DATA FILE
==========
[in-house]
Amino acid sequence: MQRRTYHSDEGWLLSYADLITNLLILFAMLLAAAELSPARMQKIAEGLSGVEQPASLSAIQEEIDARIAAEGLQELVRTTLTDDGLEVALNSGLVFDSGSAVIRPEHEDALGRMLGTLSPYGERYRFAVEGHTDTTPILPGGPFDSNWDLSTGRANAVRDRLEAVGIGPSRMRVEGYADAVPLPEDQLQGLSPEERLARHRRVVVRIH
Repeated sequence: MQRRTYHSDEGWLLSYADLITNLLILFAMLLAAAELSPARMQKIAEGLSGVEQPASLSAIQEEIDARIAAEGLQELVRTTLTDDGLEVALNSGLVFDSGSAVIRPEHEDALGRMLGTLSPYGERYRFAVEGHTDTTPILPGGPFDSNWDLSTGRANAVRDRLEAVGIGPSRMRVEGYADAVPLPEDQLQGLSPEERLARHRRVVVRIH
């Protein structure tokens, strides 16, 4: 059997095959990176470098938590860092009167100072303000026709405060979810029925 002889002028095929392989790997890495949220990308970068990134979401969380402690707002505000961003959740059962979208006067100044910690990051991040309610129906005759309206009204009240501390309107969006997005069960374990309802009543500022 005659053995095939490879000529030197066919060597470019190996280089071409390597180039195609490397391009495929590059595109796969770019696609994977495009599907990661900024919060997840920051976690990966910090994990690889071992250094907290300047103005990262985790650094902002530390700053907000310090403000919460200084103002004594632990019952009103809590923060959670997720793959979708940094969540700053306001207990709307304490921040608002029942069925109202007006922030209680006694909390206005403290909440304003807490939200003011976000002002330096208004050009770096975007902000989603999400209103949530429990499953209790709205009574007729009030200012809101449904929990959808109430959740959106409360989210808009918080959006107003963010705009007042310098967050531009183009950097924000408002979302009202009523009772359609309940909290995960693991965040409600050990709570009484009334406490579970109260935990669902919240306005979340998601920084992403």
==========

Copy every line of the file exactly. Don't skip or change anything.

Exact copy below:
[in-house]
Amino acid sequence: MQRRTYHSDEGWLLSYADLITNLLILFAMLLAAAELSPARMQKIAEGLSGVEQPASLSAIQEEIDARIAAEGLQELVRTTLTDDGLEVALNSGLVFDSGSAVIRPEHEDALGRMLGTLSPYGERYRFAVEGHTDTTPILPGGPFDSNWDLSTGRANAVRDRLEAVGIGPSRMRVEGYADAVPLPEDQLQGLSPEERLARHRRVVVRIH
Repeated sequence: MQRRTYHSDEGWLLSYADLITNLLILFAMLLAAAELSPARMQKIAEGLSGVEQPASLSAIQEEIDARIAAEGLQELVRTTLTDDGLEVALNSGLVFDSGSAVIRPEHEDALGRMLGTLSPYGERYRFAVEGHTDTTPILPGGPFDSNWDLSTGRANAVRDRLEAVGIGPSRMRVEGYADAVPLPEDQLQGLSPEERLARHRRVVVRIH
């Protein structure tokens, strides 16, 4: 059997095959990176470098938590860092009167100072303000026709405060979810029925 002889002028095929392989790997890495949220990308970068990134979401969380402690707002505000961003959740059962979208006067100044910690990051991040309610129906005759309206009204009240501390309107969006997005069960374990309802009543500022 005659053995095939490879000529030197066919060597470019190996280089071409390597180039195609490397391009495929590059595109796969770019696609994977495009599907990661900024919060997840920051976690990966910090994990690889071992250094907290300047103005990262985790650094902002530390700053907000310090403000919460200084103002004594632990019952009103809590923060959670997720793959979708940094969540700053306001207990709307304490921040608002029942069925109202007006922030209680006694909390206005403290909440304003807490939200003011976000002002330096208004050009770096975007902000989603999400209103949530429990499953209790709205009574007729009030200012809101449904929990959808109430959740959106409360989210808009918080959006107003963010705009007042310098967050531009183009950097924000408002979302009202009523009772359609309940909290995960693991965040409600050990709570009484009334406490579970109260935990669902919240306005979340998601920084992403």